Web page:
Lively, entertaining reviews of, and essays on, old and newer films and everything relating to them, written by professional author William Schoell.

Thursday, April 19, 2018


William Marshall
BLACULA (1972). Director: William Crain.

Mamuwalde. an African dignitary (William Marshall), and his wife, are on a mission in Europe to protest the slave trade when they wind up guests in the castle of Count Dracula (Charles Macaulay of The House of Seven Corpses). Dracula ignites the ire of Mamuwalde when he claims to have no problem with slavery and would even like to have the man's wife for himself, and the angry count responds by turning him into a vampire. In modern-times, two interior decorators, Bobby (Ted Harris) and Billy (Rick Metzler). get a consignment of items from Transylvania and make the mistake of opening up "Blacula's" coffin. Blacula sees a woman, Tina (Vonetta McGee of The Eiger Sanction), who he swears is his dead wife, and insinuates himself into her company. Meanwhile, some of Mamuwalde's victims are waking up in the morgue and attacking people. Tina's sister, Michelle (Denise Nicholas), has a boyfriend, Dr. Gordon Thomas (Thalmus Rasulala), who investigates the strange deaths  ... Given the popularity of the "blaxploitation" pictures of the period, Blacula was probably inevitable, and it's actually not a bad idea. The storyline is more than workable, but the character of Manuwalde has been reduced to a one-dimensional villain. A bigger problem is the film's leaden direction and pacing, which strips most of the fun out of it, although audiences may have gotten a kick out of the scene when the crazed lady cab driver bitten by Blacula jumps out of the morgue and rushes down the hall in slow motion to chomp on the halpess attendant, played by Elisha Cook! The two likable gay decorators are raging stereotypes and are referred to as "faggots" in several instances, but then blaxploitation pictures could be merciless toward gays. With his dramatic demeanor, handsome features, and magnificent baritone, one would imagine William Marshall [To Trap a Spy] would make a great Dracula, but he's less effective than others in the role. The other cast members are generally good, with Ted Harris being amusing. A trio sings a couple of snappy numbers in a nightclub, including "There He Goes Again," during which the lady vocalist exhibits some amazing terpsichorean gyrations. Followed by Scream, Blacula, Scream. From American-International Pictures.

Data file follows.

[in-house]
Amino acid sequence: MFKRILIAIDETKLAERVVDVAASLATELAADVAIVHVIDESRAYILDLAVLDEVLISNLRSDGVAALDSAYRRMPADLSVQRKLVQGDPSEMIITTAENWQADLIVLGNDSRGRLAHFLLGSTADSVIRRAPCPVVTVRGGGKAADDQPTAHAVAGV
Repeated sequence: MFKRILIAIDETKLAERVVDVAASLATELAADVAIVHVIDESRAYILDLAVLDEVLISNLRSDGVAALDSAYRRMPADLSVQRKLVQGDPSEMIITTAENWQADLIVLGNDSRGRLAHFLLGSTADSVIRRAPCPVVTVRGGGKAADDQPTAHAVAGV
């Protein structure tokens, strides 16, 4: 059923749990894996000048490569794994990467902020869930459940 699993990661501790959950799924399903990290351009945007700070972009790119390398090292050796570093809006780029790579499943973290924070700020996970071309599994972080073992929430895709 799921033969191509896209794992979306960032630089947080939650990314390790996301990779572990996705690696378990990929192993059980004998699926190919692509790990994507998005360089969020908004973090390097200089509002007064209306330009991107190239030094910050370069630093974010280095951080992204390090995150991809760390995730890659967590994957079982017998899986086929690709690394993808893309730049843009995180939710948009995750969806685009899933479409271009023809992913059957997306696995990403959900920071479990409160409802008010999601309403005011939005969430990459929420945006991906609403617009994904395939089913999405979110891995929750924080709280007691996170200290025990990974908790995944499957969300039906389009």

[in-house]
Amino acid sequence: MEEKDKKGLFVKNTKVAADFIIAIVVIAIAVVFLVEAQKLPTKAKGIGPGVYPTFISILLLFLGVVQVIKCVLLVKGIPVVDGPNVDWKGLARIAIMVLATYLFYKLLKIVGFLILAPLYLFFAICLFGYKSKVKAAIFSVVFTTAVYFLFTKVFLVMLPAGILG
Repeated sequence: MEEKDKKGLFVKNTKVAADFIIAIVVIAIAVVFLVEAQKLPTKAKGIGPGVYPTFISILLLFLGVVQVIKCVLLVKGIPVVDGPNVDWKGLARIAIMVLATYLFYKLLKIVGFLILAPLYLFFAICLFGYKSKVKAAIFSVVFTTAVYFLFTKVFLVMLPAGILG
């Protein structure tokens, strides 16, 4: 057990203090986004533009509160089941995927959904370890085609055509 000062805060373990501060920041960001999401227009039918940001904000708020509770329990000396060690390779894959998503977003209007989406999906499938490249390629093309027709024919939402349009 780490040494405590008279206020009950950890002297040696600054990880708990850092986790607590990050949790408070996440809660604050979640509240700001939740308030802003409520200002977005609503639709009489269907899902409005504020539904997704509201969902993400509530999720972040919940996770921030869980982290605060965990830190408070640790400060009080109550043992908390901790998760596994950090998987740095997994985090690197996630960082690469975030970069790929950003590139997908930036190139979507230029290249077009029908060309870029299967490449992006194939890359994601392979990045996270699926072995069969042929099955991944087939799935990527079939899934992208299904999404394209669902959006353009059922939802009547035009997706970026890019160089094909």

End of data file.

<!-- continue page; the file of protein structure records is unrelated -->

Verdict: Not as much fun as it sounds. **.


angelman66 said...

I agree, Bill, this was quite a disappointment once I finally saw it after reading about it for so many years. A real bore, and could have used a more charismatic star...
- C

William said...

Yes, it's funny about Marshall -- he had the looks and stature, could do Shakespeare for crying out loud == all I can imagine is that like Francis Lederer he underplays too much to keep from going over the top. In any case, the man should have been riveting and wasn't. Too bad.